By Mark Chidley, LMHC, CAP
Certified Practitioner, Rapid Resolution Therapy
Some people pursue feeling good about themselves like a hobby. It reminds me of the little boy prodded by his mom to kiss his aunt at the family reunion. As far as it's contrived, forced, and not genuine, neither the aunt nor the little boy get anything out of it. It seems self-esteem comes through other means than by grasping for it or trying to manipulate it into being. I'd like to share this excerpt from Ron Siegel's contribution to NICABM which was recently posted online. Siegel, a Ph.D, and one of the leading lights on mindfulness studies said,
"There has been a lot of work done recently - Kristin Neff has probably done the most research on this, and Chris Germer has done a lot of work with this - basically showing that self-esteem doesn't contribute to happiness. So, I work with folks a lot to try to help them see how the whole quest for self-worth is actually a doomed enterprise, and that seeing the way the mind creates these feelings that either I am worthy, or I am unworthy, or I am good, or I am bad, or I'm capable or I'm incapable - that these are just an endless, narrative report card that keeps passing through the mind."
In Rapid Resolution Therapy, we zero in on this disturbance as we consider with participants how a wolf thinks while chasing a rabbit. The wolf, whose mind can't consider itself, like a human mind can, would never think, "Oh, I wonder if my coat is glistening today?" Her mind is totally tuned-up, present-focused on what she's doing. If the wolf catches the rabbit she doesn't pause to feel good about herself either. She actually doesn't feel anything about herself at all.
If you ask a concert pianist how he feels right after a magnificent performance, he might say that he feels exhilarated. But when you ask him why, he'd explain it was because he was totally into the music. He got absorbed in it; he gave himself to it. But it wouldn't be because he was appreciating his own qualities, like his finger dexterity, as he played. The whole question of how he was feeling about himself during the act of performing would strike him as absurd.
Likewise, if you were to interview an Olympic sprinter right after running a career-high time or an NFL pass receiver making catch after catch as his team marched downfield, the answer you'd get about how they felt would be something like, "I dunno, I was just in the zone. It felt great." There is an exquisite, joyful awareness of time, movement, the act of creation, and intense involvement as the play or the symphony develops, but it is not about one's self. At the height of this kind of experience, the self actually disappears. The headlights are out, not in.
Some get stuck on the notion that they don't feel good because of how someone else once treated them. It's a done deal, they think. I was mistreated; therefore I missed out. Or they think it's a mysterious puzzle that they and their therapist must solve in order to feel good again. I like Jon Connolly's story about the psychiatrist who showed one guy an inkblot. The patient said, "The family is all in the garden. How nice." He showed it to the next patient who reacted, "My God, get that man away from that little girl. How horrible!" Now what did the psychiatrist learn about the inkblot? Nothing. He already knew about ink and forming inkblots. He sure might have learned something about the two patients, however. We need to help people get it that when they bump up against certain people in life, they are the inkblot. We can't learn anything about them through the actions or reactions of others.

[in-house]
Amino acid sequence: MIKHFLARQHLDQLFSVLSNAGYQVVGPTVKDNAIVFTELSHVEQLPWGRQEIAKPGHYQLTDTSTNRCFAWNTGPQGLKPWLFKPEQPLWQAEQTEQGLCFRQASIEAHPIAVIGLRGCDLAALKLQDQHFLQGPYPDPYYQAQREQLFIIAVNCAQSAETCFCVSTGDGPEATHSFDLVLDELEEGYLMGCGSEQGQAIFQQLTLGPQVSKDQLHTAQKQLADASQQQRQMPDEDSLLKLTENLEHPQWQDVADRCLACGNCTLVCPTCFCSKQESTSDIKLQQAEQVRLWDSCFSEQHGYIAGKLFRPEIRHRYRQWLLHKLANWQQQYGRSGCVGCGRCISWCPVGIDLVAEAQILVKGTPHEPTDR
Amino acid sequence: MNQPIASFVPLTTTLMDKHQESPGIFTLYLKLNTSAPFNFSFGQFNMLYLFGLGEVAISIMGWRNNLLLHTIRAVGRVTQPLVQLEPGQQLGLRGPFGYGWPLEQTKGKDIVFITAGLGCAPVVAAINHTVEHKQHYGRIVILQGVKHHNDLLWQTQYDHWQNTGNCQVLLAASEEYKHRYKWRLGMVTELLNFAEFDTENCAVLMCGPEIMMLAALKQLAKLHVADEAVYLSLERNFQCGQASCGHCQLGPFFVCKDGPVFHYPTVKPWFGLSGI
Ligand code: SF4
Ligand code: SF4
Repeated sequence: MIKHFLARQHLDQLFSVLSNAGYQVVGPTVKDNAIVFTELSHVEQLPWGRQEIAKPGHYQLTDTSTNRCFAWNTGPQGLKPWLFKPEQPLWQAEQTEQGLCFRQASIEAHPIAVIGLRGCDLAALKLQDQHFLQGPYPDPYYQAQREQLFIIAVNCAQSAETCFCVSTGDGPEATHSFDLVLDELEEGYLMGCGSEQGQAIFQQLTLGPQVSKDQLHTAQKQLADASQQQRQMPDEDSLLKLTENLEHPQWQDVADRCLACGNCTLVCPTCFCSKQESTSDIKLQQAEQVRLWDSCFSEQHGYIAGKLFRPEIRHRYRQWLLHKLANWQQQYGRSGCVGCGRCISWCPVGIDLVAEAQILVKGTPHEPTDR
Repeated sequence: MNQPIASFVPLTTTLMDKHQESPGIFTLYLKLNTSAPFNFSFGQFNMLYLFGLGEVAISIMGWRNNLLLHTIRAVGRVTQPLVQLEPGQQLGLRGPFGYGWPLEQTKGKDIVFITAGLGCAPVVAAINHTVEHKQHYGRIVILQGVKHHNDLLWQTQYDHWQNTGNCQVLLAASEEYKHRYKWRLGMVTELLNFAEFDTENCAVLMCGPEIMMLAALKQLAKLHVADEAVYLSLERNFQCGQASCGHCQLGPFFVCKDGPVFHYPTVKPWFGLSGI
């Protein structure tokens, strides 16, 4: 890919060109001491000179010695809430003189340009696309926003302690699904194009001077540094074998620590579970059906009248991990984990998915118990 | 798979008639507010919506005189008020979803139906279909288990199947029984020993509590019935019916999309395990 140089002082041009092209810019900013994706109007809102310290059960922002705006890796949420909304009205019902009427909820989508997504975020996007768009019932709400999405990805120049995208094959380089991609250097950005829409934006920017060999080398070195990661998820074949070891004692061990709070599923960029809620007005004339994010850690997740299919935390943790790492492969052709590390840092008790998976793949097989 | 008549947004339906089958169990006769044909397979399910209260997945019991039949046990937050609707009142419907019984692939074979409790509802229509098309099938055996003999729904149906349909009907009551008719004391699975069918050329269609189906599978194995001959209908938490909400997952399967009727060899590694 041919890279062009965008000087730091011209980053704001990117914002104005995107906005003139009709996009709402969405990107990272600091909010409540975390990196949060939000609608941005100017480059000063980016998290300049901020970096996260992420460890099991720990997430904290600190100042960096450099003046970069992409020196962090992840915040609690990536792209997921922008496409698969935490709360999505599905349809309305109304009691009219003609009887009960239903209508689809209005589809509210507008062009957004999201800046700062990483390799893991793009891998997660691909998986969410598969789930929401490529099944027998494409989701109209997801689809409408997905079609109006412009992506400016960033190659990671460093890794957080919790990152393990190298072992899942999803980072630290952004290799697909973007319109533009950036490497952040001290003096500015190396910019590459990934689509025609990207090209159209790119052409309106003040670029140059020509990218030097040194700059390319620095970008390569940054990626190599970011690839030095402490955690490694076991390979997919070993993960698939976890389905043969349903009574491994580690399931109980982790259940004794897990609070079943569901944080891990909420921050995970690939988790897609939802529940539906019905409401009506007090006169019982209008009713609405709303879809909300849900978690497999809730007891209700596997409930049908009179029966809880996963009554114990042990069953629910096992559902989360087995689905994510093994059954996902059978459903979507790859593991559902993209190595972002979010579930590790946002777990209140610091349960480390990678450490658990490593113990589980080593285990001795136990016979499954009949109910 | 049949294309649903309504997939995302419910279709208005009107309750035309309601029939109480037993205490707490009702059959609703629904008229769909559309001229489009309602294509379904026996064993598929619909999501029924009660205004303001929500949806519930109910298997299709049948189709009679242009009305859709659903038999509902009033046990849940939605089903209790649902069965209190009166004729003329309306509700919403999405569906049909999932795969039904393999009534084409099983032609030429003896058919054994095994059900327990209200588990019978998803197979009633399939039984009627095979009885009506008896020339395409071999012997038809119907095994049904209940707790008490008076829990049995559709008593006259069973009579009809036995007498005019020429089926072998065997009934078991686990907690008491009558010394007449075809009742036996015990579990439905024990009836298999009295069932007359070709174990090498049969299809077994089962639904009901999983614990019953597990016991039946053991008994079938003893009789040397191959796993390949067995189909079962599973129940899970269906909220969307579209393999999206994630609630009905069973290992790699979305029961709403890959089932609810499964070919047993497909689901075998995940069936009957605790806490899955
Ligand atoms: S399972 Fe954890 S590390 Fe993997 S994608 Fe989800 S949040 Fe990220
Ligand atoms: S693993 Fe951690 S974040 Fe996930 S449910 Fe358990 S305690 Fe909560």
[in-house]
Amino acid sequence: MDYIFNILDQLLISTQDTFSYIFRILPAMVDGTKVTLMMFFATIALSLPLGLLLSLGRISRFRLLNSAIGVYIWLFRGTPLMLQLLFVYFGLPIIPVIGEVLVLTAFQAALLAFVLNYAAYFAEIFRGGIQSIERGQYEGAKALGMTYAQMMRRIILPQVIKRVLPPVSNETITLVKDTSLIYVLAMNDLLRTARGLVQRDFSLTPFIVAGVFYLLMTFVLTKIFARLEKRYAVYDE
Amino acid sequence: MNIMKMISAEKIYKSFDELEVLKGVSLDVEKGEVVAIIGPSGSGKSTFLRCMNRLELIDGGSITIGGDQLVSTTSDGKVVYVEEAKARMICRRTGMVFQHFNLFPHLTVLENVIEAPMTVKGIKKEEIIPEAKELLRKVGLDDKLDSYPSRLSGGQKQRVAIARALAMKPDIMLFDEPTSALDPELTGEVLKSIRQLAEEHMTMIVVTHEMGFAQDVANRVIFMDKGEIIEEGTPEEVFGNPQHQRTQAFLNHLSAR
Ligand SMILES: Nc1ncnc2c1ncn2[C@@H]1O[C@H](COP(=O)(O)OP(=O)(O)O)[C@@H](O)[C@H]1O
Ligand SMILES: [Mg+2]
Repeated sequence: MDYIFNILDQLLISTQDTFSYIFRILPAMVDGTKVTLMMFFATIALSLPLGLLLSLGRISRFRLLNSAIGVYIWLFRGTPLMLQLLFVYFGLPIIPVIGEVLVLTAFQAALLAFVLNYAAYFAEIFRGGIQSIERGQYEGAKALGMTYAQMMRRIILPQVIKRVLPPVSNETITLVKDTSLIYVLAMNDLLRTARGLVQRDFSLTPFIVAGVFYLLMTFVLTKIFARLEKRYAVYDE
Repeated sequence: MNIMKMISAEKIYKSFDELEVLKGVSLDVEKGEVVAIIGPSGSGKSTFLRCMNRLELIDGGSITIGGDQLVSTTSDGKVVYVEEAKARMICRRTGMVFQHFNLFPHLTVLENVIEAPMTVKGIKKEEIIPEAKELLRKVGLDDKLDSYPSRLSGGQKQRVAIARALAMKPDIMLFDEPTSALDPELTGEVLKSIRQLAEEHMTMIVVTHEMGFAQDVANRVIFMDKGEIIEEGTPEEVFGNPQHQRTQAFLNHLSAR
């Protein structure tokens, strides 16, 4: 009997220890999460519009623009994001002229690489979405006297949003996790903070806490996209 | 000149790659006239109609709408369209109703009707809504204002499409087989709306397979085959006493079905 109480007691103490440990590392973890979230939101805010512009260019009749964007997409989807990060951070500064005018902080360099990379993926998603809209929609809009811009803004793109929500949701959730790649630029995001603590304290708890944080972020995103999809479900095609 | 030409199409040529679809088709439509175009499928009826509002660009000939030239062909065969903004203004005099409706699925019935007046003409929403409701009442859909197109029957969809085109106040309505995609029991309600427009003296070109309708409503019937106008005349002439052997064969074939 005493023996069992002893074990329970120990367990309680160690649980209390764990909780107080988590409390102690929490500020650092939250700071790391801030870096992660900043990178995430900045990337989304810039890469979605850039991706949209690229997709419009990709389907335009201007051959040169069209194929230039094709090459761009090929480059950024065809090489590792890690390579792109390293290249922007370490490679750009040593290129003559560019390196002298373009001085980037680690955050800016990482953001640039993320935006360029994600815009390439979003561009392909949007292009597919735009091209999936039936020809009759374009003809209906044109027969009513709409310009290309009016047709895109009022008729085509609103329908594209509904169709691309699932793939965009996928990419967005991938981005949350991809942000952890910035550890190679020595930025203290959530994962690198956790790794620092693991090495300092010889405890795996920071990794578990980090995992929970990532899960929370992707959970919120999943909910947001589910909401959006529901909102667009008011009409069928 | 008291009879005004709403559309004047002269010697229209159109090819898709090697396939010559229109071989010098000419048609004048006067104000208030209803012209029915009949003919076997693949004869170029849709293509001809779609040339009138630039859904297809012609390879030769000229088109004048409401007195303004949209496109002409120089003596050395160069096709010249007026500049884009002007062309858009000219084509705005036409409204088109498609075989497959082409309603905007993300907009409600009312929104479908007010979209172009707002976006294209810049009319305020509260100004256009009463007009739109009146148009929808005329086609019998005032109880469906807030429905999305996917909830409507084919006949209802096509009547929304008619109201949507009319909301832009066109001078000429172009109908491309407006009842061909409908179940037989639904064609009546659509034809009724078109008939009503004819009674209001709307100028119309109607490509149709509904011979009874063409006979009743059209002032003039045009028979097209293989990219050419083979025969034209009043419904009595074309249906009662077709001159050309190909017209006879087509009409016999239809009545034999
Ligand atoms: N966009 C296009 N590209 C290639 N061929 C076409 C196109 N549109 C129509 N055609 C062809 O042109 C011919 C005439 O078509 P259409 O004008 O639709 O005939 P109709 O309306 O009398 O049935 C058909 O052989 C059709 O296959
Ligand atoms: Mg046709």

I listen closely to the language of troubled people. Somewhere along the line they bought into the mistaken idea that there is a hole within them that must be filled, some experience, talent or trait that other people have in an unknown quantity. That if they just had enough of it, they'd be happy. Now they have to go out and get it, as if it's outside somewhere. What they're after they often call confidence or self-esteem. It's a bunch of hogwash. It's not how it works.
Keeping the headlights out is a truth we ought to be transmitting more and more to clients who come in our doors. There is a mountain of pure baloney out there, promulgated through popular literature, self-appointed "coaches" and traditional counseling theory that would send people in the wrong direction. They read or listen to all the pap and become experts in analyzing themselves, measuring themselves against some ideal, going further and further in manipulating and thus objectifying themselves. There is an implicit unfriendliness in this, a rejection going on here that deeper mind does not miss. They are getting further away from the joy of participation, of giving oneselfunselfconsciously to the task at hand, the creation of beauty in the moment. That, it seems to me, is what paves the way to mastery and confidence, happiness and deep contentment. Just ask any wolf.
Mark A. Chidley, LMHC, CAP, a fully licensed mental health counselor and certified addictions professional, offers counseling services at his office Kelly San Carlos Executive Center in Fort Myers, Florida.He has been in private practice since 1997. He holds certifications in Rapid Trauma Resolution (2010), Imago Relationship therapy (2001), and now specializes in the treatment of couples as well as individual trauma recovery and anxiety issues. He brings rich experience from a combined 26 years of hospital work and mental health counseling.
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